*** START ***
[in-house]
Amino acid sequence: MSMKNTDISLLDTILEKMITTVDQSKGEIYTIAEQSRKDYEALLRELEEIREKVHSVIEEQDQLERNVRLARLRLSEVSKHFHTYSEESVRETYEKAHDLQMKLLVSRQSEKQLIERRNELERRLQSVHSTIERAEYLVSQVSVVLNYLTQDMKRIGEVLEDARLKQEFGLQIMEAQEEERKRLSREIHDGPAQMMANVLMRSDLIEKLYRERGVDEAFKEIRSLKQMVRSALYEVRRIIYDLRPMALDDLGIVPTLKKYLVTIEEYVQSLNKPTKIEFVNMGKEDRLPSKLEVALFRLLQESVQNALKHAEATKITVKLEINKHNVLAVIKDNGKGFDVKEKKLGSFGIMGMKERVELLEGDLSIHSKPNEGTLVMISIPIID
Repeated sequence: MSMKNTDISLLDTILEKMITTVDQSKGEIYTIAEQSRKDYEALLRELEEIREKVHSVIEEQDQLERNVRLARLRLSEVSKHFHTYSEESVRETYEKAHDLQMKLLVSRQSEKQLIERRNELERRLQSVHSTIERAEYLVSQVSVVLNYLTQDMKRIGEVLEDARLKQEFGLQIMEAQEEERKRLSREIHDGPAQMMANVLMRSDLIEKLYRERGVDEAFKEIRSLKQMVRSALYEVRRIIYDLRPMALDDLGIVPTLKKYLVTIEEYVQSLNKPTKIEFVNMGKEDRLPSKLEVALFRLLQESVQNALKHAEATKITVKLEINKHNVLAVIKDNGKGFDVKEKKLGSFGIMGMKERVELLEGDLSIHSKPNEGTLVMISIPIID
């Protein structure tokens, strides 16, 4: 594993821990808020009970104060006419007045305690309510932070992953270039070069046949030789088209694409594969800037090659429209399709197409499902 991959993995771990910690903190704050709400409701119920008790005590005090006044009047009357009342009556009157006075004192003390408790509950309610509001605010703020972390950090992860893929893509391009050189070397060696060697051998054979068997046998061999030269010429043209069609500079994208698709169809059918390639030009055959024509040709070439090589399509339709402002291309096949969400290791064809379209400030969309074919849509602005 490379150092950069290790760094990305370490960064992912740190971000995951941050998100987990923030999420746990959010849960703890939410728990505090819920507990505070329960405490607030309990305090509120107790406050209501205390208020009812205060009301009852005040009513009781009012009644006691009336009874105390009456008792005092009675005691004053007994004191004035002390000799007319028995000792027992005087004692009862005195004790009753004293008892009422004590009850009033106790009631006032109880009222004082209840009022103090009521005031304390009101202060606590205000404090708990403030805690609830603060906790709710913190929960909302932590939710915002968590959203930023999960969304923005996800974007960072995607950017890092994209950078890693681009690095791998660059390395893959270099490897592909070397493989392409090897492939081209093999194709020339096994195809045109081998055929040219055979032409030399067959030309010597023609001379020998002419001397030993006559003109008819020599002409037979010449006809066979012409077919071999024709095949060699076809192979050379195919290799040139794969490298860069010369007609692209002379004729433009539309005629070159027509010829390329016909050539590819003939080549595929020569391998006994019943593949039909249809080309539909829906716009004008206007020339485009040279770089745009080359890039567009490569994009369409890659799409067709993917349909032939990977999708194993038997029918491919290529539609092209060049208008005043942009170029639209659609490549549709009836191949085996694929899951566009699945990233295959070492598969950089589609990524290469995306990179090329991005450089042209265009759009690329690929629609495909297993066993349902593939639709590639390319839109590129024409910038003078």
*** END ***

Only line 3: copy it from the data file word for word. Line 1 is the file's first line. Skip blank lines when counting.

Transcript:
Repeated sequence: MSMKNTDISLLDTILEKMITTVDQSKGEIYTIAEQSRKDYEALLRELEEIREKVHSVIEEQDQLERNVRLARLRLSEVSKHFHTYSEESVRETYEKAHDLQMKLLVSRQSEKQLIERRNELERRLQSVHSTIERAEYLVSQVSVVLNYLTQDMKRIGEVLEDARLKQEFGLQIMEAQEEERKRLSREIHDGPAQMMANVLMRSDLIEKLYRERGVDEAFKEIRSLKQMVRSALYEVRRIIYDLRPMALDDLGIVPTLKKYLVTIEEYVQSLNKPTKIEFVNMGKEDRLPSKLEVALFRLLQESVQNALKHAEATKITVKLEINKHNVLAVIKDNGKGFDVKEKKLGSFGIMGMKERVELLEGDLSIHSKPNEGTLVMISIPIID